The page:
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In PHP (which is what I'm most familiar with) it's a one line expression:

strpos('abc', 'b') !== false

What's the Objective C equivalent?

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1  
Does this help? techotopia.com/index.php/… –  pssdbt Jul 13 '12 at 18:42
    
The Cocoa classes are fairly well-documented. You're obviously encouraged to take a look at them any time you need something. –  zneak Jul 13 '12 at 18:43
    
@zneak I totally agree but a simple question isn't necessarily a bad question - especially considering how contrived some people's solutions are to simple questions. Documenting good answers to simple questions is of benefit to the community. Proof in point (a post I made the other day): stackoverflow.com/questions/11439180/… Nobody should be writing code equal to some of the bad answers. Having the simple answer documented is ultimately a good thing. –  John Erck Jul 13 '12 at 18:54

3 Answers 3

up vote 6 down vote accepted
[@"abc" rangeOfString:@"b"].location != NSNotFound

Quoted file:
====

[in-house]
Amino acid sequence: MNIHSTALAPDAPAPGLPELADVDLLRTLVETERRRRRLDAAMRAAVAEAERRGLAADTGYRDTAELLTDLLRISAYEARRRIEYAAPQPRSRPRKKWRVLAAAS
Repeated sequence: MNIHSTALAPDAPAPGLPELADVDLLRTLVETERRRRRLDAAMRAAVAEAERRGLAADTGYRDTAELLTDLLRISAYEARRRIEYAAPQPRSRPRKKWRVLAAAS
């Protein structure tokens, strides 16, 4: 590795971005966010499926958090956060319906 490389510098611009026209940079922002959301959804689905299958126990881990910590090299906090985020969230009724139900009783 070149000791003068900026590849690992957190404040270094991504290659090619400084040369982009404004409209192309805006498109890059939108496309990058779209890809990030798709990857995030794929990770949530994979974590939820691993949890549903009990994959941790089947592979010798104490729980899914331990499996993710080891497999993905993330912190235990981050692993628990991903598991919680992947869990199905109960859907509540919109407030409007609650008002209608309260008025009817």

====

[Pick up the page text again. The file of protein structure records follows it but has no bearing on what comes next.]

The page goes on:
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I think categories can be use to package up pieces of functionality like this very nicely.

@interface NSString (ContainsString)
- (BOOL)containsString:(NSString *)string;
@end

@implementation NSString (ContainsString)
- (BOOL)containsString:(NSString *)string
{
    NSRange range = [self rangeOfString:string options:NSCaseInsensitiveSearch];
    return range.location != NSNotFound;
}
@end

When used, it makes the meaning very clear.

if ([@"this is a string" containsString:@"a string"]) {
    …
}

In most projects this would be a part of a larger string method category and not it's own one-method category.

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Rockin'! Thanks! –  mpemburn Jul 25 '12 at 20:34
- (NSRange)rangeOfString:(NSString *)aString

Return Value An NSRange structure giving the location and length in the receiver of the first occurrence of aString. Returns {NSNotFound, 0} if aString is not found or is empty (@"").

You can find more helpful string manipulation functions in the NSString Class Reference

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